Jason Paris, chief executive of Vodafone NZ

The infrastructure Aotearoa has got right so far is digital

With the Covid-19 economic rebuild on everyone’s minds, Aotearoa should double down on its world-class digital infrastructure and focus even more on digital adoption to thrive.

Historically, governments have tended to focus most of their collective investment on 20th Century physical infrastructure. Yet we have digital communications networks that are the envy of most countries

We have the opportunity to be the most digitally enabled country in the world, using digital technology to unlock a more productive and sustainable economy, and ensure that our most disadvantaged communities have the same opportunities to access world-class connectivity as the most advantaged communities.

I believe digital technologies represent New Zealand’s best chance at thriving in the new normal. While borders are closed, international trade continues via online channels. Collectively, we’ve turned to video conferencing to replace in-person meetings, conferences, and trade shows. And it’s been pretty seamless in terms of the technology side of things.

Now, we can harness this technology to grow collectively as a nation. A Number 8 fencing wire mentality may have produced numerous Kiwi success stories in years gone by, but it is our digital future we need to embrace. This means prioritising STEAM subjects, encouraging our kids and recently-unemployed workers into new technologically focused roles wherever possible. Training or retraining digital skills.

I’d also like to see a government that works hard to prioritise and stimulate the tech sector at a time when it is one of our greatest opportunities to repair the deep gouges in our economy created by Covid-19. An ambitious Government could do this by ensuring a level playing field and creating an environment that encourages both competition and ongoing investment.

The reality is, even though New Zealand has world-class digital infrastructure, some of our regulation does not reflect the reality of competition between global, over-the-top tech companies, converged content and communications companies, local infrastructure wholesalers, and retailers. Asymmetric regulation risks hindering opportunities for Aotearoa at a time when we need incentives and the certainty to continue to invest, upskill and reskill more people and develop new innovative solutions.

Our 5G network and Internet of Things capabilities represent one of the biggest opportunities of our times – so we need other companies and our universities to invest to develop future applications that can be sold at scale to global businesses or consumers, to capitalise on our collective digital infrastructure assets. And we need government support for the acceleration of these technologies, for example by requiring local governments to embrace smart city technology.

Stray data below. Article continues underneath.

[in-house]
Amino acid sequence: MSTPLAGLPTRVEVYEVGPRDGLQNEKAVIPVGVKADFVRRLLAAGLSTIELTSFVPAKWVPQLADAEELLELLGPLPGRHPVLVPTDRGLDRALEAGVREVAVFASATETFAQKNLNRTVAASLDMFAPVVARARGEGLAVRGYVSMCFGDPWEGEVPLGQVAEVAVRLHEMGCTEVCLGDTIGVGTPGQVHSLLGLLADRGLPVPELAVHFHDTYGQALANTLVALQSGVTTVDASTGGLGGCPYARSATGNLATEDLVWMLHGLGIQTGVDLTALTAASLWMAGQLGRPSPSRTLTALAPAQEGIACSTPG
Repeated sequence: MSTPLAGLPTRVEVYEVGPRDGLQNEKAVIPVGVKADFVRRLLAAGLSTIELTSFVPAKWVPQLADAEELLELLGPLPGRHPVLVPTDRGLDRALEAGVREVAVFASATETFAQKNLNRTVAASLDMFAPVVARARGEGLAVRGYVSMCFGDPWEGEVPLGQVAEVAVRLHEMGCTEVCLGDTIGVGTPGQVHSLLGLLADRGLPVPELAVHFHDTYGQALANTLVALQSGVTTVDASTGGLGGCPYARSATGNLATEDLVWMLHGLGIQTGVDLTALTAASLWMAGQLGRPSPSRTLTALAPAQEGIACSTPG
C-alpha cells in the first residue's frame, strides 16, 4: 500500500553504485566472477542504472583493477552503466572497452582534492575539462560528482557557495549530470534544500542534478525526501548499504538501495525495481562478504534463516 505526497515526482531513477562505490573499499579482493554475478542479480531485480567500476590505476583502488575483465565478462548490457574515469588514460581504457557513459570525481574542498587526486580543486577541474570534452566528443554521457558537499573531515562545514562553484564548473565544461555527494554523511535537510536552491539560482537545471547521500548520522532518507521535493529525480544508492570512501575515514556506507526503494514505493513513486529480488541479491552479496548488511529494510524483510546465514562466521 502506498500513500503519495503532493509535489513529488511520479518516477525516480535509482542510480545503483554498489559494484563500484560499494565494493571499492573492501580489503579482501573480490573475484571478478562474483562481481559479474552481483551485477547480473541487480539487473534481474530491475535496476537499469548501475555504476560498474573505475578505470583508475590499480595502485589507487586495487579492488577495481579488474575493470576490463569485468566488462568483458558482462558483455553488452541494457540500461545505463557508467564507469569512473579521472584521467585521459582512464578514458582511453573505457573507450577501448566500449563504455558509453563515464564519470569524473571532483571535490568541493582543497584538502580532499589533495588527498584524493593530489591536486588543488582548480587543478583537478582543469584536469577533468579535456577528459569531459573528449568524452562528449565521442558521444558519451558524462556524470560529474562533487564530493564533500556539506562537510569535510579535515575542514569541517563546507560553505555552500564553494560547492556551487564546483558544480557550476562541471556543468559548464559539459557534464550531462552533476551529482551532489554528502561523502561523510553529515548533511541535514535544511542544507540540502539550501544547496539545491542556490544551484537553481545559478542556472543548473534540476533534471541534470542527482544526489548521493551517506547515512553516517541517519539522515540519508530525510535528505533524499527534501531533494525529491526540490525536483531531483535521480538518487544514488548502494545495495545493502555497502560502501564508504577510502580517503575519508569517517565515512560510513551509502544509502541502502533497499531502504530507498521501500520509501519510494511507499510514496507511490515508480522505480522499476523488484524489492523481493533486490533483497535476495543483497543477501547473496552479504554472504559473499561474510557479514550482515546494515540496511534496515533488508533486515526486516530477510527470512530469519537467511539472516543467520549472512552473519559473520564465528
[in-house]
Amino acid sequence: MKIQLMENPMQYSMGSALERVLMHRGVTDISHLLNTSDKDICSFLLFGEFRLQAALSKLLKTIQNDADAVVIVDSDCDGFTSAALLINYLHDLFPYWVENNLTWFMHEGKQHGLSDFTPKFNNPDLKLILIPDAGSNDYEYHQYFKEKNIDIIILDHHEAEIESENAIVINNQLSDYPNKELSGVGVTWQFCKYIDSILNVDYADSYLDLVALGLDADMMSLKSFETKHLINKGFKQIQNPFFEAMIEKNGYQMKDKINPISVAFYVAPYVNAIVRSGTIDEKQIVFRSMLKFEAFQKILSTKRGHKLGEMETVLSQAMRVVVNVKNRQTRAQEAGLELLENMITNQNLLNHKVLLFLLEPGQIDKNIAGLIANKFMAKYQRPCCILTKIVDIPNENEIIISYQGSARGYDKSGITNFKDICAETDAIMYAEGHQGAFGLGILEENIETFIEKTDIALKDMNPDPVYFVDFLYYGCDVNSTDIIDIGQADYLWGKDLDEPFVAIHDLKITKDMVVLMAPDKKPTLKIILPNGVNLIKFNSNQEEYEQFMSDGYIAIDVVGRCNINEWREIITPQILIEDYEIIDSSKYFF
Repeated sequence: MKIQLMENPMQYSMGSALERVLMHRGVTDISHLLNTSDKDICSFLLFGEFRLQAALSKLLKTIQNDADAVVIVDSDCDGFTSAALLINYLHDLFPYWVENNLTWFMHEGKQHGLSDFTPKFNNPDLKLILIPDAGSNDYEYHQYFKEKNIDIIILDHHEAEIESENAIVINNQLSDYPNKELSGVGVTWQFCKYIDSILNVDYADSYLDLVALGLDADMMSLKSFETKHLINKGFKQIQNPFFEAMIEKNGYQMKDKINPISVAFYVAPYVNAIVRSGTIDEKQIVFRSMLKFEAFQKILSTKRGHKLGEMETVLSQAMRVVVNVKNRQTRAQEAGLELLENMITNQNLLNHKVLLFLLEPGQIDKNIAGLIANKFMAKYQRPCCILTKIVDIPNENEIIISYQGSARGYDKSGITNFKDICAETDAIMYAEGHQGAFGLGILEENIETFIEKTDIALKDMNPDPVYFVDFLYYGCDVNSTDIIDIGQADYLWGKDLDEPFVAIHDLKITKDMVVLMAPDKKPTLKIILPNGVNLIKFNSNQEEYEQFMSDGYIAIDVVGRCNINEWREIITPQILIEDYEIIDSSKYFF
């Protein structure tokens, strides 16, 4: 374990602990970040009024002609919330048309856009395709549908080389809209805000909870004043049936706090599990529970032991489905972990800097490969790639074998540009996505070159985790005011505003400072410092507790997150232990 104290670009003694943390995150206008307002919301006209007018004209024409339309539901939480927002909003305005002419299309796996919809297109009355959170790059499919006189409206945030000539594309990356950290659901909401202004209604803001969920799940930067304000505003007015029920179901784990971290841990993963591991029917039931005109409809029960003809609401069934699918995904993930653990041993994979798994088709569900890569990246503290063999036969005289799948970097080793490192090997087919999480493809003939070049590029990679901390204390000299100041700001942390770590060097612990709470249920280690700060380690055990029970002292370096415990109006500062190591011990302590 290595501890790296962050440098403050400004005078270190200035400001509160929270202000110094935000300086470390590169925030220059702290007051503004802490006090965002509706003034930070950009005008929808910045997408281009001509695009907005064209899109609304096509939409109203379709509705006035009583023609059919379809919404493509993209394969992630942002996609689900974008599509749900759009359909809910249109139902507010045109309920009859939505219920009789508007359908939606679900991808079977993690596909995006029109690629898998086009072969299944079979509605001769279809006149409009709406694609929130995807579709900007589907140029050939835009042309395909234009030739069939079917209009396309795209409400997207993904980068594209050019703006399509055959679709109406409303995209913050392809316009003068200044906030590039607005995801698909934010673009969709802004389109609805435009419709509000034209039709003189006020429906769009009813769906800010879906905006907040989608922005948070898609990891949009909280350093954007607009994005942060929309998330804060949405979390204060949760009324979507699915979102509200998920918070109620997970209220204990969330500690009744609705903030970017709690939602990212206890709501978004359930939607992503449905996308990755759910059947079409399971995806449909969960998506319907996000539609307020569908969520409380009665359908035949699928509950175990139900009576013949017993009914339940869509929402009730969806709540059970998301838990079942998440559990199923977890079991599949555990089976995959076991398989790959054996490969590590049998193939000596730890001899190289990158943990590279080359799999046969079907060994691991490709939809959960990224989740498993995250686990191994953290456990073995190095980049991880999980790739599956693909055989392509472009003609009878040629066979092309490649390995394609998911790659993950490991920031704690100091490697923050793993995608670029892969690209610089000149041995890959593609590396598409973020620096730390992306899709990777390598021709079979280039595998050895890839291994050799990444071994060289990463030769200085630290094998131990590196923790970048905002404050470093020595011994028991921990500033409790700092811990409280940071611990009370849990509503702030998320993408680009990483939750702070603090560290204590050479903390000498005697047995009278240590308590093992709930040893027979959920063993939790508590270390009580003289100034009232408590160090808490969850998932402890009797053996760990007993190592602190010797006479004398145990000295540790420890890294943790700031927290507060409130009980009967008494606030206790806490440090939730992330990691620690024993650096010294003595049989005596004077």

New Zealand needs to invest, grow and build our way out of the Covid-19 economic crisis. And our digital infrastructure allows a new generation of inventors to create jobs and stimulate industry.

Unlike some of the other dire infrastructure situations across the country – be it roads, rail or water – we have the platform that is affordable for most, costing just a little more than a Big Mac combo for a month’s pre pay mobile access. While affordability is a whole area in itself – with digital inclusion coming into focus to ensure all Kiwis have the access, skills, motivation and capacity to access the internet and internet-based services – we have the physical networks ready and in place.

So I’d like to see the Government continue to progress its digital inclusion agenda as a matter of priority in the next term, and encourage all parts of the industry to work together to ensure fibre broadband input costs are affordable – because we don’t want to get into a situation where more Kiwis need to make the choice to buy bread or broadband. As a developed nation, our citizens should be able to access both.

If we recognise and build on the potential of a tech-focused future strategy, utilising our awesome digital infrastructure, Aotearoa will thrive

  • Hey Jacinda and Grant, this is what a policy/plan looks like..
    • National’s NZ Tech 2030 Plan includes:
    • Establishing a Minister for Technology.
    • Offering 1000 tertiary scholarships per year targeted at students from low decile schools to undertake science, technology, engineering and maths (STEM) degrees.
    • Establishing a STEM-focused partnership school and restoring funding for specialist ICT graduate schools.
    • Introducing a fast-track technology skills visa.
    • Investing $1 billion in technology infrastructure upgrades with the aim of achieving 100 Mbps uncapped internet speeds for everyone using Ultra-Fast Broadband.
    • Establishing three targeted investment funds for tech start-ups worth $200 million each, with the cost split evenly between Government and the private sector.
    • Developing the world’s most tech-friendly regulation.
  • Labour’s ‘Shovel Ready’ criteria for spending billions needs to be discarded immediately

  • Analysis to identify NZ’s competitive advantages in high return, low impact industries, then using the levers of Government to support and grow those industries needs to start now (it should be an ongoing process for all political parties).

  • National’s policies shows they have an ongoing process for analysis and policy creation.

  • Anyone seen a coherent Labour Party Policy or plan for rebuilding NZ’s economy?